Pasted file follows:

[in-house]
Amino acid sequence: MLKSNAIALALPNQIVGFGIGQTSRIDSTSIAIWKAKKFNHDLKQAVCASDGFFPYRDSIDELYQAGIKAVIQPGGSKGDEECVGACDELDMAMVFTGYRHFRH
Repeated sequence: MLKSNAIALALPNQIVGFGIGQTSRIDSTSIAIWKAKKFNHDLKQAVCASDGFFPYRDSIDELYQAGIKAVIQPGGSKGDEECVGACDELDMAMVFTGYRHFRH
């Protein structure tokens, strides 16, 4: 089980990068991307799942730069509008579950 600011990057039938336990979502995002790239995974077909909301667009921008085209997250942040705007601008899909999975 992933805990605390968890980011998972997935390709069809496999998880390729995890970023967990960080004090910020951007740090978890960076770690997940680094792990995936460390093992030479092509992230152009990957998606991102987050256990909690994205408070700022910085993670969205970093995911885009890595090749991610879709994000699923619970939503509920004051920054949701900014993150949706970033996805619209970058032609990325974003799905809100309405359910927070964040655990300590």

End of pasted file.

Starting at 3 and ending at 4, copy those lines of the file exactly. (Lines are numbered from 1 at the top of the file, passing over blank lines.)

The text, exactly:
Repeated sequence: MLKSNAIALALPNQIVGFGIGQTSRIDSTSIAIWKAKKFNHDLKQAVCASDGFFPYRDSIDELYQAGIKAVIQPGGSKGDEECVGACDELDMAMVFTGYRHFRH
């Protein structure tokens, strides 16, 4: 089980990068991307799942730069509008579950 600011990057039938336990979502995002790239995974077909909301667009921008085209997250942040705007601008899909999975 992933805990605390968890980011998972997935390709069809496999998880390729995890970023967990960080004090910020951007740090978890960076770690997940680094792990995936460390093992030479092509992230152009990957998606991102987050256990909690994205408070700022910085993670969205970093995911885009890595090749991610879709994000699923619970939503509920004051920054949701900014993150949706970033996805619209970058032609990325974003799905809100309405359910927070964040655990300590």